Rhetorical Analysis Of Franklin Roosevelt's Speech

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In 1941 World War 2 was in full speed. The Nazi’s we 're expanding into Europe and The USSR. At the other side of the world The Japanese were stretching their territories throughout Asia. The United States, led by Franklin Roosevelt, decided to embargo Japan in order to slow down their expansion. This would lead Japan to attack our military base, PearlHarbor. The day that would "live in Infamy." A day after the attack, FDR made a speech to congress. His speech used Repetition & Parallelism, emotional appeal, and authoritative, but calm tone to make a clear call to arms for congress and the people against The Japanese Empire.
In his speech there are many examples of repetition and parallelism. In the one paragraph he repeatedly said “Last night
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“ I ask that congress declare that since the unprovoked and dastardly attack by Japan on Sunday, December 7, a state of war has existed between the United States and the Japanese Empire.” His first one at this part is different from the rest of his speech. His voice changes from a calm tone to more of a strong and determined tone. He does this to leave his listeners with a lasting impression. Influencing congress if they haven 't already made up their mind to declare war on Japan. His choice of words in this section is very clear and precise. Again he brought up how this war was unprovoked and how Japan was the aggressor and monster. He came out and asked that Congress vote to declare war on Japan which made it very clear to the point of this …show more content…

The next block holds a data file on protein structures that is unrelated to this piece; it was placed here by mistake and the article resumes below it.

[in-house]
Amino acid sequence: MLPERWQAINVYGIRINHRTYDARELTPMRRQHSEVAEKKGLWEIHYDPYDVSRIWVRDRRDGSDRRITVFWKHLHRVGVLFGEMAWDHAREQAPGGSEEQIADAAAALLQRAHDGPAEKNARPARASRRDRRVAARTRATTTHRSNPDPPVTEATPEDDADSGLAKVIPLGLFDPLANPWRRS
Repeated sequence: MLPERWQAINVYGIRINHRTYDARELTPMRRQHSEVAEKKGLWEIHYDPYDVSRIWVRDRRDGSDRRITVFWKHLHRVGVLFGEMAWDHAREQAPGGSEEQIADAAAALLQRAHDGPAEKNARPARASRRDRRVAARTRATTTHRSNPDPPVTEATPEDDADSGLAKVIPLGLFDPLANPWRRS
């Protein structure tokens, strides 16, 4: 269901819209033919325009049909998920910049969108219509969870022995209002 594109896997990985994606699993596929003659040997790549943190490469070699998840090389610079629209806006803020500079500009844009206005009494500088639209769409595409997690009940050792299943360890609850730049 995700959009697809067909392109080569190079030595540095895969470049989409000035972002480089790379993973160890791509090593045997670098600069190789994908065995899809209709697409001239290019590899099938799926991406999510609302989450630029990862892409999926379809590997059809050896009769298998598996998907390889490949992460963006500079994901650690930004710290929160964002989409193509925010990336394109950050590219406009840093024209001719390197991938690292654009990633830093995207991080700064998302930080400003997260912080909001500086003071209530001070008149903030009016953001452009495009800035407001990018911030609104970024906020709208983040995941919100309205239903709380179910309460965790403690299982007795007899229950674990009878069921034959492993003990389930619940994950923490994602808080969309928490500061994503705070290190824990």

You would expect a leader who 's nation just got back stabbed would be furious and his speech would be full of rage. But it 's the exact opposite, he has a vary calm but authoritative tone when he presented the speech to congress. The American people were already extremely outraged by the recent events. Volunteers were lining up all across the nation to help assure a victory for the USA. So he didn 't need to sound angry for this speech. He was prepared for the unavoidable war and was determined to lead the American people in this struggle. He used phrases like “the American people, in their righteous minds, will win through absolute victory.” Or “we will not only defend ourselves to the uttermost but will make it very certain that this form of treachery will never endanger us again.” Calmly he made assure that congress and the people knew that the government with their help would stop this at all cost and more importantly would make sure that nothing like this could happen to us again. This would hint at the founding of the United Nations and the U.S.’s huge involvement into world affairs to make sure this doesn 't happen

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